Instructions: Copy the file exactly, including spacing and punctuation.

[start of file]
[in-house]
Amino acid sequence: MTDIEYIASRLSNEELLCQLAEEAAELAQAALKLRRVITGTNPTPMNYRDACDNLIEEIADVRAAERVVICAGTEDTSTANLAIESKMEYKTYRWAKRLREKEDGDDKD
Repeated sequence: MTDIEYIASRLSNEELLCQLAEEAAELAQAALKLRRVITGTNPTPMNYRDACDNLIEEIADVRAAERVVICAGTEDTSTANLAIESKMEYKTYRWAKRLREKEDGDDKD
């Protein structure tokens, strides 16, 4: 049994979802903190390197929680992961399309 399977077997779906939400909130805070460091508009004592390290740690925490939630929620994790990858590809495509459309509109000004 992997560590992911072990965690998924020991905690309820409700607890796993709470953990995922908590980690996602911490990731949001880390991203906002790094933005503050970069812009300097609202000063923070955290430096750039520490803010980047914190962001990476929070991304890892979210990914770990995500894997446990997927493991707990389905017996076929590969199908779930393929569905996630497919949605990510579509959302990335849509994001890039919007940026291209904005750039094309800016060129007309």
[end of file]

[in-house]
Amino acid sequence: MTDIEYIASRLSNEELLCQLAEEAAELAQAALKLRRVITGTNPTPMNYRDACDNLIEEIADVRAAERVVICAGTEDTSTANLAIESKMEYKTYRWAKRLREKEDGDDKD
Repeated sequence: MTDIEYIASRLSNEELLCQLAEEAAELAQAALKLRRVITGTNPTPMNYRDACDNLIEEIADVRAAERVVICAGTEDTSTANLAIESKMEYKTYRWAKRLREKEDGDDKD
């Protein structure tokens, strides 16, 4: 049994979802903190390197929680992961399309 399977077997779906939400909130805070460091508009004592390290740690925490939630929620994790990858590809495509459309509109000004 992997560590992911072990965690998924020991905690309820409700607890796993709470953990995922908590980690996602911490990731949001880390991203906002790094933005503050970069812009300097609202000063923070955290430096750039520490803010980047914190962001990476929070991304890892979210990914770990995500894997446990997927493991707990389905017996076929590969199908779930393929569905996630497919949605990510579509959302990335849509994001890039919007940026291209904005750039094309800016060129007309």